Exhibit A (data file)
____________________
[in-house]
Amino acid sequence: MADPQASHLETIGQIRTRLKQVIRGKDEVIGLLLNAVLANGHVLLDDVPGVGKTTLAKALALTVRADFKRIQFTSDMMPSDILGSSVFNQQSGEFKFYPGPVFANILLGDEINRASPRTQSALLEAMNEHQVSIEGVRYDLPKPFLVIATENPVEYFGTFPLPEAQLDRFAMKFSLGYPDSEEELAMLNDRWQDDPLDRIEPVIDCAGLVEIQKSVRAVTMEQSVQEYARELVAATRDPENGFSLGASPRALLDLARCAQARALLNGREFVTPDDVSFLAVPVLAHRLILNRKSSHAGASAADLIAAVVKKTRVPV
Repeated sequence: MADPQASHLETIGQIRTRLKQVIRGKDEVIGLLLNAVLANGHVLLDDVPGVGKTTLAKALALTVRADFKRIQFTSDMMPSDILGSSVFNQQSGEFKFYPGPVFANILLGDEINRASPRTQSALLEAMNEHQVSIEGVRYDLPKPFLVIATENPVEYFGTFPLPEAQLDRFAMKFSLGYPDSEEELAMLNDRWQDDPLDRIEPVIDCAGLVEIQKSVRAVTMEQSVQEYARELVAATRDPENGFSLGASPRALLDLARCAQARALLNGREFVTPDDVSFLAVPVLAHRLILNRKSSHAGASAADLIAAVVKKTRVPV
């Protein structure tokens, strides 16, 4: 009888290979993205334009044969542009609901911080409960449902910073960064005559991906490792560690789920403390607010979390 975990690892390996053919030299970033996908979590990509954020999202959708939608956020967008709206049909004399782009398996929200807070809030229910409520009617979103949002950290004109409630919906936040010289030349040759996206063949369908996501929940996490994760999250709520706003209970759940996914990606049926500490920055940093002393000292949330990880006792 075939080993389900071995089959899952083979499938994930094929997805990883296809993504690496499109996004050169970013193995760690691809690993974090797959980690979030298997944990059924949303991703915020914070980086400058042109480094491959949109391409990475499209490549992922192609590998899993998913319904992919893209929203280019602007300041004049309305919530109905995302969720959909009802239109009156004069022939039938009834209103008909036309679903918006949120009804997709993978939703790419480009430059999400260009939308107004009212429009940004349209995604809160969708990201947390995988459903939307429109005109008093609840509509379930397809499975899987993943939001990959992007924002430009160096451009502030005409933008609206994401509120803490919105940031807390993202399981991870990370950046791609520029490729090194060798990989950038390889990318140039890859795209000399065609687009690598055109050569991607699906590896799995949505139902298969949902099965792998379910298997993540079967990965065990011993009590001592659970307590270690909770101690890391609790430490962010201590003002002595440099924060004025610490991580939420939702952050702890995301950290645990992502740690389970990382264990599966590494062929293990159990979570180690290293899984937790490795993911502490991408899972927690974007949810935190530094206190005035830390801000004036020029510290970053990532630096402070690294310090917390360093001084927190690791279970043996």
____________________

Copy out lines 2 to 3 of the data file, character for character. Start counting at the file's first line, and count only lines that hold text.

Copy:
Amino acid sequence: MADPQASHLETIGQIRTRLKQVIRGKDEVIGLLLNAVLANGHVLLDDVPGVGKTTLAKALALTVRADFKRIQFTSDMMPSDILGSSVFNQQSGEFKFYPGPVFANILLGDEINRASPRTQSALLEAMNEHQVSIEGVRYDLPKPFLVIATENPVEYFGTFPLPEAQLDRFAMKFSLGYPDSEEELAMLNDRWQDDPLDRIEPVIDCAGLVEIQKSVRAVTMEQSVQEYARELVAATRDPENGFSLGASPRALLDLARCAQARALLNGREFVTPDDVSFLAVPVLAHRLILNRKSSHAGASAADLIAAVVKKTRVPV
Repeated sequence: MADPQASHLETIGQIRTRLKQVIRGKDEVIGLLLNAVLANGHVLLDDVPGVGKTTLAKALALTVRADFKRIQFTSDMMPSDILGSSVFNQQSGEFKFYPGPVFANILLGDEINRASPRTQSALLEAMNEHQVSIEGVRYDLPKPFLVIATENPVEYFGTFPLPEAQLDRFAMKFSLGYPDSEEELAMLNDRWQDDPLDRIEPVIDCAGLVEIQKSVRAVTMEQSVQEYARELVAATRDPENGFSLGASPRALLDLARCAQARALLNGREFVTPDDVSFLAVPVLAHRLILNRKSSHAGASAADLIAAVVKKTRVPV